DAVID GREENE, HOST:
You know, Mary Louise, I'm a little envious. I've noticed that your desk in the office over there is really, really clean. Your work space here in the studio is really clean. Are you a clean freak? Like, is this important to you all the time?
MARY LOUISE KELLY, HOST:
I'm going to take exception to the freak part of that. But yeah, OK, fine - I am 100 percent guilty as charged.
GREENE: Is your kitchen this clean, too?
KELLY: Do I even want to know why you're asking me this...
GREENE: Yeah, yeah, no, it's important...
GREENE: ...Because we're about to listen to a piece by our colleague Allison Aubrey, who actually says the cleanliness of your kitchen tells us something about your eating habits.
ALLISON AUBREY, BYLINE: When you walked into your kitchen this morning, was it neat and tidy, or did it look like this?
BRIAN WANSINK: There's mail stacked on the counter. There are dirty dishes, newspapers that were on the edge of the table. The place was a mess.
AUBREY: That's Brian Wansink of Cornell University, describing the kitchen that he used in his latest experiment. Wansink studies how our environments influence our habits. And he had a hunch that a cluttered kitchen might prompt us to overeat, so he decided to test it.
WANSINK: We brought 100 people into kitchens just one at a time.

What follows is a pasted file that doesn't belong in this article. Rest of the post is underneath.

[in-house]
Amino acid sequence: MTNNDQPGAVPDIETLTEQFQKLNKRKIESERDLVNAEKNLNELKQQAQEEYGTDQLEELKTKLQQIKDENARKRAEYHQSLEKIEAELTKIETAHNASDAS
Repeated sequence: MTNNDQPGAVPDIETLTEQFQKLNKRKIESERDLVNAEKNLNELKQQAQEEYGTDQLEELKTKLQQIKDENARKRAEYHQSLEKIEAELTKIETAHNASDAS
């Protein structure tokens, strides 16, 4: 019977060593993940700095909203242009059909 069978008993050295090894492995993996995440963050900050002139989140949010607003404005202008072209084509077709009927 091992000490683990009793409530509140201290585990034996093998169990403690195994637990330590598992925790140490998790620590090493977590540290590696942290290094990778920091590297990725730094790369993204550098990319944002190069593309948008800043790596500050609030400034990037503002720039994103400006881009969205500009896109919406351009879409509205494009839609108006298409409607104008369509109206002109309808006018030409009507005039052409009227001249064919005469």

AUBREY: And had them hang out with a plate full of cookies and crackers. Now, half the people were brought into that messy kitchen that Wansink just described. The other half came into a very tidy kitchen. They were all told to eat as much as they wanted and given a writing assignment to complete aimed at expressing how they felt. What Wansink found is that when people wrote about feeling out of control and were in a messy kitchen, they ate more - a lot more than those who were stressed but in a neat kitchen.
WANSINK: And one of the things we found that if people were in a messy kitchen, they ended up eating about 40 percent more calories of snacks than people in an uncluttered, nonchaotic kitchen.
AUBREY: Which suggests that our environments can be a potent force in shaping the way we eat.
WANSINK: We all think we are smarter than the environment around us. And that's what makes these external cues so powerful.
AUBREY: They're nudging our behaviors in ways we're not even aware of. So how might these findings translate into a messy desk? After all, there's lots of snacking in offices.
KATHLEEN VOHS: This study makes a lot of connections to workplace environment.
AUBREY: Kathleen Vohs of the University of Minnesota has studied how messy desks can influence our behavior.
VOHS: Messy rooms are sort of enabling people to break free from what's expected of them.
AUBREY: And that can lead to more unhealthy snacking. Allison Aubrey, NPR News.
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